Director: Doug Liman
Featuring: Naomi Watts, Sean
When Jo Wilson wrote
an Op Ed piece in the New York Times in 2003 saying that the Bush administration
had massaged reports about the Iraqi weapons of mass-destruction to justify the
Iraq War, some elements in the White House took it upon themselves to wreck his
life and the life of his wife, whom they revealed to be an CIA agent. Her life
was put at risk, as were the lives of her many contacts. The couple were branded
traitors but both fought back, with the support of elements of the liberal
press. Ultimately, White House staffers lost their jobs.
Naomi Watts and Sean Penn do a good job of conveying a marriage under
unbelievable pressure and director Liman (who began the Bourne franchise by
directing The Bourne Identity) harvests thrills out of battles they have with
All The President’s Men this ain’t and Liman hasn’t followed the route of fellow
Bourne director, Paul Greengrass, who was able to make Green Zone (a kind of
companion film) more of a shoot-em-up thriller by telling the story of the
search for WMDs on the ground in Iraq.
But this remains intense, intelligent film-making –although it also seems
something of a stale story seven years on when Afghanistan is these days the
daily headline story.
ALL GOOD THINGS
Director: Andrew Jarecki
Featuring: Ryan Gosling,
Kirsten Dunst, Frank Langella.
film-maker Jarecki might have been expected to film this story
based-on-an-unsolved 1982 murder case as non-fiction, given the massive success
he had in 2003 with Capturing The Friedmans, his documentary about a popular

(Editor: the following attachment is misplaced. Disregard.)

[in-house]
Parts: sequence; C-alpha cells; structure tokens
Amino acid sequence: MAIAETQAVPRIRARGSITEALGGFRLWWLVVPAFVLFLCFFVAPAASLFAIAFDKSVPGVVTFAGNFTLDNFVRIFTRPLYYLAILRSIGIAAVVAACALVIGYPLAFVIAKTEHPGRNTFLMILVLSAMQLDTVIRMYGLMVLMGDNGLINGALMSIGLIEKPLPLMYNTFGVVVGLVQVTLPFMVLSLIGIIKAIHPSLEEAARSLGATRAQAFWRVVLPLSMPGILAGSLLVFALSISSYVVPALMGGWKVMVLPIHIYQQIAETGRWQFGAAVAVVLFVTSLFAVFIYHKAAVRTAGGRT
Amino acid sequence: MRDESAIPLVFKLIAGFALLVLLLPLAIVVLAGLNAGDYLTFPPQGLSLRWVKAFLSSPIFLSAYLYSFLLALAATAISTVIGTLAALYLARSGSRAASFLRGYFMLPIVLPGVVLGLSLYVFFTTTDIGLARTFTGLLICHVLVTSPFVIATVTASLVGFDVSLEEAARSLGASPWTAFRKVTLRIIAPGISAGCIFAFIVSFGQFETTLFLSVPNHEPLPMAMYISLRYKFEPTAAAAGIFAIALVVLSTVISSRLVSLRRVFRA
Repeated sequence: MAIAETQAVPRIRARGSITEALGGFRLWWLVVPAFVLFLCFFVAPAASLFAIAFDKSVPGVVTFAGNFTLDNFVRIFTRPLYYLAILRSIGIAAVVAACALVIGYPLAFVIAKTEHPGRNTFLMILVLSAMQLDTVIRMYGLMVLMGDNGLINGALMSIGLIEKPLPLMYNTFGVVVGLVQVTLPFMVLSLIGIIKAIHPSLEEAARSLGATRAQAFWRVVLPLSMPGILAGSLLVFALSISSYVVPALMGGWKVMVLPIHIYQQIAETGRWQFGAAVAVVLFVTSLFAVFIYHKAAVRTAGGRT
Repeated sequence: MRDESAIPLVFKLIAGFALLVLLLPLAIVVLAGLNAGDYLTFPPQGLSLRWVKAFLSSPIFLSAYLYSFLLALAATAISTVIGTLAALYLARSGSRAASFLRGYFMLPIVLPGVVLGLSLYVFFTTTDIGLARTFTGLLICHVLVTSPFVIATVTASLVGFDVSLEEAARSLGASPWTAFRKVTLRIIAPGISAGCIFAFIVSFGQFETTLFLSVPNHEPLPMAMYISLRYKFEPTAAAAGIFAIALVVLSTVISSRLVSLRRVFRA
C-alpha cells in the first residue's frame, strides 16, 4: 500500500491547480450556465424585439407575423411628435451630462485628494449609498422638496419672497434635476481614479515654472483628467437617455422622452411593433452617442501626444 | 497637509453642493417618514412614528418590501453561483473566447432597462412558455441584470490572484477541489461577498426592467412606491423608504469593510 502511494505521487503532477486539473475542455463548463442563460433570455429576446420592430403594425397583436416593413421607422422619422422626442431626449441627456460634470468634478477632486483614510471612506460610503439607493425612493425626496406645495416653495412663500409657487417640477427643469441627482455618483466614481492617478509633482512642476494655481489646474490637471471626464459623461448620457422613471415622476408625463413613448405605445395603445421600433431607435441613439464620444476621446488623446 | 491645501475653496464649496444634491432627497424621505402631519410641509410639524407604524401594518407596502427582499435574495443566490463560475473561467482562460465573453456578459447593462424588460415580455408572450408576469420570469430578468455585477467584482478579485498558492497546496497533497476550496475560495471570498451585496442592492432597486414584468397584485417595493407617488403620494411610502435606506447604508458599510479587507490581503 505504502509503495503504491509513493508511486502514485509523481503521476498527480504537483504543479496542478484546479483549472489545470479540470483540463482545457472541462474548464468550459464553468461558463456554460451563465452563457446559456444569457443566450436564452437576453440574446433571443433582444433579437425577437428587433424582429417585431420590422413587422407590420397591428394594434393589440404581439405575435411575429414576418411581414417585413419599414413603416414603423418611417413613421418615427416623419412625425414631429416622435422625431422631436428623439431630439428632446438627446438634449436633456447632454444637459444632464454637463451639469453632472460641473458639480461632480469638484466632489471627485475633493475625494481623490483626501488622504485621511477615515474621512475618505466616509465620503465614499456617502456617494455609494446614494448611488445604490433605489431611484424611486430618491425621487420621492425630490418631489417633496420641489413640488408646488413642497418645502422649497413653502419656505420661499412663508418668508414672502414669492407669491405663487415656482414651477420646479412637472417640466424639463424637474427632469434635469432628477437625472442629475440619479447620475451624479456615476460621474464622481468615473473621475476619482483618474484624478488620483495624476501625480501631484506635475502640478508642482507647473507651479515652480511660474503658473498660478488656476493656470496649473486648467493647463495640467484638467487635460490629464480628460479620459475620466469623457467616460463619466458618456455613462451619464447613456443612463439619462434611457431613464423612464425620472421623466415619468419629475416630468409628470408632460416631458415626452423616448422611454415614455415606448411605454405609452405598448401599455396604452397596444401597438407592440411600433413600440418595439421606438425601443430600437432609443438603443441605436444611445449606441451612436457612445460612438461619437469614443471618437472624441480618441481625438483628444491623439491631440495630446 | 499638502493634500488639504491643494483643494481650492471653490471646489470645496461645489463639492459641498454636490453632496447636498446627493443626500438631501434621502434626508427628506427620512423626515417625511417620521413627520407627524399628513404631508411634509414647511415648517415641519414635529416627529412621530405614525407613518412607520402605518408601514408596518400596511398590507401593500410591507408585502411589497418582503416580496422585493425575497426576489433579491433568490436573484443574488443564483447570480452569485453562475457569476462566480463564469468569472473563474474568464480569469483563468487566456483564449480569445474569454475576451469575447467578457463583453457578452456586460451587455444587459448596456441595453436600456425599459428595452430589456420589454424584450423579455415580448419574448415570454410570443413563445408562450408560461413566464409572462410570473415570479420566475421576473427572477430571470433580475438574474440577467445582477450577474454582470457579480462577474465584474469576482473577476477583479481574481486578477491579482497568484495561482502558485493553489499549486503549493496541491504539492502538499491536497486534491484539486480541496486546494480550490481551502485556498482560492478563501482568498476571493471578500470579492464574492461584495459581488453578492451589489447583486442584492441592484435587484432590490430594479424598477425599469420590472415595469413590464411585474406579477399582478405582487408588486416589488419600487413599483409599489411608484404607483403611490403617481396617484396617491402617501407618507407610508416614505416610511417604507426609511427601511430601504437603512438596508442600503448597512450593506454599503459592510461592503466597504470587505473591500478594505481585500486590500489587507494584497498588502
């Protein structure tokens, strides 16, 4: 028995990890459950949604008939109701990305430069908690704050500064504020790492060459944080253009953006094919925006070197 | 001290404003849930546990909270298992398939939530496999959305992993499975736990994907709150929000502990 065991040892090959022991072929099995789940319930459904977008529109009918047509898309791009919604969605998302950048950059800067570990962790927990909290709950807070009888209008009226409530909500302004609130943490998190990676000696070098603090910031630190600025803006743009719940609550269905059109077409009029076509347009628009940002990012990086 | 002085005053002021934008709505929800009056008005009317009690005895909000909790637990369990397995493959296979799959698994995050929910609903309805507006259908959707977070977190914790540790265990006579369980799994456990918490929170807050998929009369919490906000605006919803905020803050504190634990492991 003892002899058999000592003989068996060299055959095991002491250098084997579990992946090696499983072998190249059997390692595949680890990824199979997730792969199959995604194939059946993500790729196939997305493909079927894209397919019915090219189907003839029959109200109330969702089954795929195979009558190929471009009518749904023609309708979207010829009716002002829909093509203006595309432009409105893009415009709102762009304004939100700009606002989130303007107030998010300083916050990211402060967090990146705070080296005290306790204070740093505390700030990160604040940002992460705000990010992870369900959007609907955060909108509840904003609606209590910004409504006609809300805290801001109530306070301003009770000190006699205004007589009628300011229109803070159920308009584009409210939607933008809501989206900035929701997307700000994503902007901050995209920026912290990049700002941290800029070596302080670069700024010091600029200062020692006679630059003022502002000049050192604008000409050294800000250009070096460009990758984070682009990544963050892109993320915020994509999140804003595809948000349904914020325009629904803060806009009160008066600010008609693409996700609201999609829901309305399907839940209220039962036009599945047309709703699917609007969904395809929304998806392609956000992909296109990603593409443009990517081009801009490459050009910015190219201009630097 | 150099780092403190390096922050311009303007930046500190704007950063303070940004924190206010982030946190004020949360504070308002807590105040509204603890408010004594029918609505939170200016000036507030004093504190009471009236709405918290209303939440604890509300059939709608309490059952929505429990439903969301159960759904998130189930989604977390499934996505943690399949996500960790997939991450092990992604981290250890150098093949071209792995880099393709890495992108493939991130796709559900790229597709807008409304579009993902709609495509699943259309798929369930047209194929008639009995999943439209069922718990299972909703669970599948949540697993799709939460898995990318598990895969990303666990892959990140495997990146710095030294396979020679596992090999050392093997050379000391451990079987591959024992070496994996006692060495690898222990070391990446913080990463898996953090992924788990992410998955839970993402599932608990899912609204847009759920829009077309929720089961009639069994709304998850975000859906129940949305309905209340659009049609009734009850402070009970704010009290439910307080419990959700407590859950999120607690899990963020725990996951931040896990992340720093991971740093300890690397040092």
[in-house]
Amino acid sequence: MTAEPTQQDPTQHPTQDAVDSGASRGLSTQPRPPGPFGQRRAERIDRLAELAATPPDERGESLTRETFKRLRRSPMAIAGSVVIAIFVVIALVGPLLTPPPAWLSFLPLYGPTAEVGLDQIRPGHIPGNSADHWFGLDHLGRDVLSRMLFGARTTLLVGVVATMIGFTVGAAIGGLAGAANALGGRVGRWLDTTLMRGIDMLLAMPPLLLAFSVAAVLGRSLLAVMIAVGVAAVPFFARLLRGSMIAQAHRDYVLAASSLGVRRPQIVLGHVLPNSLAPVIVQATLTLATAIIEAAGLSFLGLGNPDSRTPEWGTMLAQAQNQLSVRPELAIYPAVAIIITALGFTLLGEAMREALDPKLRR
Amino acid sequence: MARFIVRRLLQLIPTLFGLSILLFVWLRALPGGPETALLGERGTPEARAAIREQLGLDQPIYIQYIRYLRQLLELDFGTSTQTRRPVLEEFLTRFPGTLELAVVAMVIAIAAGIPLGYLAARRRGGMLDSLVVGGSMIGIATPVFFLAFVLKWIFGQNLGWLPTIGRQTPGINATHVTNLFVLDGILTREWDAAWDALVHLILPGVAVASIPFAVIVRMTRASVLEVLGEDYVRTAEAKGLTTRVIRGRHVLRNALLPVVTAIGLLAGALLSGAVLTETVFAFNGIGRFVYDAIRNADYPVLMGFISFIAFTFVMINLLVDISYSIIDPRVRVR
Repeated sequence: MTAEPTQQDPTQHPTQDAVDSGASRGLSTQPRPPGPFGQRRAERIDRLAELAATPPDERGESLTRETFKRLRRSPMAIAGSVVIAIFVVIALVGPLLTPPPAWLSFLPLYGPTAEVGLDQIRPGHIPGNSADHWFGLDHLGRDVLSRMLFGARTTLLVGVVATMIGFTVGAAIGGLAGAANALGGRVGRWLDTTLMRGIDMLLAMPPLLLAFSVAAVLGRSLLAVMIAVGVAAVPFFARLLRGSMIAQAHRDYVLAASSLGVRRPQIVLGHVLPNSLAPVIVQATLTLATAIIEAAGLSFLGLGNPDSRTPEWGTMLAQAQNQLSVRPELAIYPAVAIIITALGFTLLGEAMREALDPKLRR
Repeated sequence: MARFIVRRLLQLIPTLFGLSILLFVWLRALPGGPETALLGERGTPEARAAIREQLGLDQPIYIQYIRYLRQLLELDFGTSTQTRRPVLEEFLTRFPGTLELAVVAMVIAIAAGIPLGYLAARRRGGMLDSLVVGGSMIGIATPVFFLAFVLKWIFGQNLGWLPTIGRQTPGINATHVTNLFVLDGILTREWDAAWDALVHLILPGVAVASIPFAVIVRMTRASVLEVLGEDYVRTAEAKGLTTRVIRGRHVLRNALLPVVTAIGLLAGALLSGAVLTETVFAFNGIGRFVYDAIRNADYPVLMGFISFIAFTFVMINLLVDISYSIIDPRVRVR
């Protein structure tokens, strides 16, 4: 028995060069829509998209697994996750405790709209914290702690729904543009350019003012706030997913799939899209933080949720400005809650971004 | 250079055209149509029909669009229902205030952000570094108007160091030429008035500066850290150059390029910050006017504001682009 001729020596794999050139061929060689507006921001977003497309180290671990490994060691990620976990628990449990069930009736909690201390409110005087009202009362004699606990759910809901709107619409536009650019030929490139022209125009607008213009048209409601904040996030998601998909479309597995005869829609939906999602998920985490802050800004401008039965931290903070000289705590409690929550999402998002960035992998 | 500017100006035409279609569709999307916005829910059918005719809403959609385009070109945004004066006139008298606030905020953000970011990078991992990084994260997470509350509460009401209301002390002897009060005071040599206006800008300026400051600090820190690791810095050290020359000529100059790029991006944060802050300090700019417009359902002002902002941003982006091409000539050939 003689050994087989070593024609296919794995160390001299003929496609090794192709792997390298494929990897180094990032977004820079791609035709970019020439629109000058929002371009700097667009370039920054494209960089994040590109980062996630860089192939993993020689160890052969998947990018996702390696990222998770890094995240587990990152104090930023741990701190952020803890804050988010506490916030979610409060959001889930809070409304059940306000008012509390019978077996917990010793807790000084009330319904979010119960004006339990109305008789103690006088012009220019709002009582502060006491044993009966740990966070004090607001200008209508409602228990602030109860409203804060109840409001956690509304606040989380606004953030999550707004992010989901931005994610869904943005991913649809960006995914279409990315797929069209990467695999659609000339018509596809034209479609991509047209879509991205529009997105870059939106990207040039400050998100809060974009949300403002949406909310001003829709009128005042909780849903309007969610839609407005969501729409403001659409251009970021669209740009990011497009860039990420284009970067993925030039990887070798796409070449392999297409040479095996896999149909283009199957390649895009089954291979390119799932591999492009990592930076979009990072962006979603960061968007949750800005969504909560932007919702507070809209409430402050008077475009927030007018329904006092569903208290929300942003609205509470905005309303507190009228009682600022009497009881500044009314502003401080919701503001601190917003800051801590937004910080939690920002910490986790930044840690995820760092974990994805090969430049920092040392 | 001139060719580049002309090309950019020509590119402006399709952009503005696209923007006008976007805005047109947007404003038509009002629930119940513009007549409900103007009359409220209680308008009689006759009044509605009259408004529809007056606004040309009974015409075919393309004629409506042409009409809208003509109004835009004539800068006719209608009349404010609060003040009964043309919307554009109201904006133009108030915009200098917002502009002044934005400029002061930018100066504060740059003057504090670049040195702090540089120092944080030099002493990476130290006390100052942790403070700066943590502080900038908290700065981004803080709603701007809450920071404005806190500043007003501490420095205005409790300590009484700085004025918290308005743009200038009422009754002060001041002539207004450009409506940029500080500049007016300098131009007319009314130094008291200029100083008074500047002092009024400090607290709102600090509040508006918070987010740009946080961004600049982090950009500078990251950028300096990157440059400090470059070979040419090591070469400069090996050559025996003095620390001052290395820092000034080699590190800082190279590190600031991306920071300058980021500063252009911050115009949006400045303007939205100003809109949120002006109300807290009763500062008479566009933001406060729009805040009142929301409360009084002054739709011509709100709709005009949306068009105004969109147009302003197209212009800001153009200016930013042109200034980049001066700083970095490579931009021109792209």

children’s entertainer which turned into an expose of father and son sex
But he’s decided to make it his feature film debut – and quite a debut it is.
Gosling plays the wealthy son of a rich New York family whose wife (Dunst)
disappears. 20 years later the case is reopened and Gosling also seems to be
linked to the death of his best friend (by a bullet to the back of the head) and
an elderly neighbour.
Dunst is exemplary as the unsuspecting wife who too late starts to get
suspicious of her definitely freaky husband. Gosling really lives the (very)
warped character of the possible murderer. There are rumours that he fell out
with the director during the intense shoot and that he found such an
unsympathetic character difficult to play. He does a fine job.
The film isn’t perfect by any means – it gets muddled from time to time – but it
promises much for Jarecki for the future.
Director: Henry Joost, Ariel
Featuring: Joost, Schulman
Mr Jarecki is one of the producers of this mysterious and mostly entertaining
documentary. In New York, directors Joost and Schulman document an internet and
phone relationship developing between Schulman’s photographer brother (and
flatmate), Nev, and a singer/songwriter, Megan, a couple of thousand miles away.
Nev and Megan are in touch because Megan’s 8-year old sister did a painting of
one of Nev’s photographs and emailed it to him.
As the virtual relationship develops, Nev gets drawn into Facebook and phone
contact with all Megan’s family. But something isn’t right. Joost and the two
Schulman’s set off to find out the truth about Megan. And the truth is a not
wholly surprising but a moving and intriguing twist.
If it is the truth. The filmmakers have been accused of passing off a fiction
film as a documentary. They insist what they call a “reality thriller” is the
real thing, not a set-up, but there is stuff that doesn’t quite hold up.
Fake or fact, Catfish is still worth a look.
Director: Tony Scott
Washington, Chris Pine, Rosario Dawson
driverless train loaded with combustible material is heading for a densely
populated area at breakneck speed and Washington and Chris Pine are the only men
who can stop it. That’s all you need to know, really. Scott’s camerawork and
cutting is as dizzily frenetic as ever – can directors have Attention Deficit
Disorder? Sometimes you wish this man would just sit still and let his actors do
the work they’re paid for? Having said that, once that 6:5 special is racing
down the track his jumpiness fits right in.
Washington and Pine have a believable relationship – the former a railway vet
being forced to retire, the latter a posh kid opting for blue collar experience
- but they don’t have much time for character development among all the flashy